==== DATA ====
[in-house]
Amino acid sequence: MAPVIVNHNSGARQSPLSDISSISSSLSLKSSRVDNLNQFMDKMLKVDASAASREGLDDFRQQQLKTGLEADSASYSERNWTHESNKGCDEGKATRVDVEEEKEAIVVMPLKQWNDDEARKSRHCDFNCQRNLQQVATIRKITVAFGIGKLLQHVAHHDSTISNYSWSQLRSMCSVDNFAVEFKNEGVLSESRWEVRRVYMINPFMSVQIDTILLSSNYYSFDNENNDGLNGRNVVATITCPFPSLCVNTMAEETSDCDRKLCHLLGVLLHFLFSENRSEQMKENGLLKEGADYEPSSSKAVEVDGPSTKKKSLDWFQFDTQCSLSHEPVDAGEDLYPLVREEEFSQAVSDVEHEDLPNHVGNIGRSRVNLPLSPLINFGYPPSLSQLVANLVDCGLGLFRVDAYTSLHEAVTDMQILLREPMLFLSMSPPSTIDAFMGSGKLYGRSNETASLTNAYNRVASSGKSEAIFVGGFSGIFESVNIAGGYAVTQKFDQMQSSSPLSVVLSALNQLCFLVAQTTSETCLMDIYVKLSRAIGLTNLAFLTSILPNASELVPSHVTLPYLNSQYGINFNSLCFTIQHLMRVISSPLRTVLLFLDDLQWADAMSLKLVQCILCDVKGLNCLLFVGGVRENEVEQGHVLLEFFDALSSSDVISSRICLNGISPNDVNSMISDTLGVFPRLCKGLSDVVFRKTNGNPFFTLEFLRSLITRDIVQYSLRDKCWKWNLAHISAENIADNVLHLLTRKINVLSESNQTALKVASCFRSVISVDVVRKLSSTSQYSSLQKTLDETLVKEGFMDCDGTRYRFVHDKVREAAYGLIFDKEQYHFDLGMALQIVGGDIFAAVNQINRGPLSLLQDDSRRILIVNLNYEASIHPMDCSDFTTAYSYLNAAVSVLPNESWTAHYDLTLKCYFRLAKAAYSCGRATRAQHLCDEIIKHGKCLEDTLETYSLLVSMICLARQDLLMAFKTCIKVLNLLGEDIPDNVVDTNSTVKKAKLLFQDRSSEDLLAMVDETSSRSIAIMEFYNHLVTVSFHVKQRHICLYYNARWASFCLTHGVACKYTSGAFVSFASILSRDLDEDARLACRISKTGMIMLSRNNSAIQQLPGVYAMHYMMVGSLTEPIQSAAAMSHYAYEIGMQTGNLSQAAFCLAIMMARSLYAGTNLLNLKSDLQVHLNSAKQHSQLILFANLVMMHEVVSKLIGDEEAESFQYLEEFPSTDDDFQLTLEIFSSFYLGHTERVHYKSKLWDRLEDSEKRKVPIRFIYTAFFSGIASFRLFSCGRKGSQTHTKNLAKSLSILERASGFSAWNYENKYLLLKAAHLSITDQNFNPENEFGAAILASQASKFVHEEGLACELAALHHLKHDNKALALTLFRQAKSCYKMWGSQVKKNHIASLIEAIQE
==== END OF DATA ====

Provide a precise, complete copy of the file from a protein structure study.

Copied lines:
[in-house]
Amino acid sequence: MAPVIVNHNSGARQSPLSDISSISSSLSLKSSRVDNLNQFMDKMLKVDASAASREGLDDFRQQQLKTGLEADSASYSERNWTHESNKGCDEGKATRVDVEEEKEAIVVMPLKQWNDDEARKSRHCDFNCQRNLQQVATIRKITVAFGIGKLLQHVAHHDSTISNYSWSQLRSMCSVDNFAVEFKNEGVLSESRWEVRRVYMINPFMSVQIDTILLSSNYYSFDNENNDGLNGRNVVATITCPFPSLCVNTMAEETSDCDRKLCHLLGVLLHFLFSENRSEQMKENGLLKEGADYEPSSSKAVEVDGPSTKKKSLDWFQFDTQCSLSHEPVDAGEDLYPLVREEEFSQAVSDVEHEDLPNHVGNIGRSRVNLPLSPLINFGYPPSLSQLVANLVDCGLGLFRVDAYTSLHEAVTDMQILLREPMLFLSMSPPSTIDAFMGSGKLYGRSNETASLTNAYNRVASSGKSEAIFVGGFSGIFESVNIAGGYAVTQKFDQMQSSSPLSVVLSALNQLCFLVAQTTSETCLMDIYVKLSRAIGLTNLAFLTSILPNASELVPSHVTLPYLNSQYGINFNSLCFTIQHLMRVISSPLRTVLLFLDDLQWADAMSLKLVQCILCDVKGLNCLLFVGGVRENEVEQGHVLLEFFDALSSSDVISSRICLNGISPNDVNSMISDTLGVFPRLCKGLSDVVFRKTNGNPFFTLEFLRSLITRDIVQYSLRDKCWKWNLAHISAENIADNVLHLLTRKINVLSESNQTALKVASCFRSVISVDVVRKLSSTSQYSSLQKTLDETLVKEGFMDCDGTRYRFVHDKVREAAYGLIFDKEQYHFDLGMALQIVGGDIFAAVNQINRGPLSLLQDDSRRILIVNLNYEASIHPMDCSDFTTAYSYLNAAVSVLPNESWTAHYDLTLKCYFRLAKAAYSCGRATRAQHLCDEIIKHGKCLEDTLETYSLLVSMICLARQDLLMAFKTCIKVLNLLGEDIPDNVVDTNSTVKKAKLLFQDRSSEDLLAMVDETSSRSIAIMEFYNHLVTVSFHVKQRHICLYYNARWASFCLTHGVACKYTSGAFVSFASILSRDLDEDARLACRISKTGMIMLSRNNSAIQQLPGVYAMHYMMVGSLTEPIQSAAAMSHYAYEIGMQTGNLSQAAFCLAIMMARSLYAGTNLLNLKSDLQVHLNSAKQHSQLILFANLVMMHEVVSKLIGDEEAESFQYLEEFPSTDDDFQLTLEIFSSFYLGHTERVHYKSKLWDRLEDSEKRKVPIRFIYTAFFSGIASFRLFSCGRKGSQTHTKNLAKSLSILERASGFSAWNYENKYLLLKAAHLSITDQNFNPENEFGAAILASQASKFVHEEGLACELAALHHLKHDNKALALTLFRQAKSCYKMWGSQVKKNHIASLIEAIQE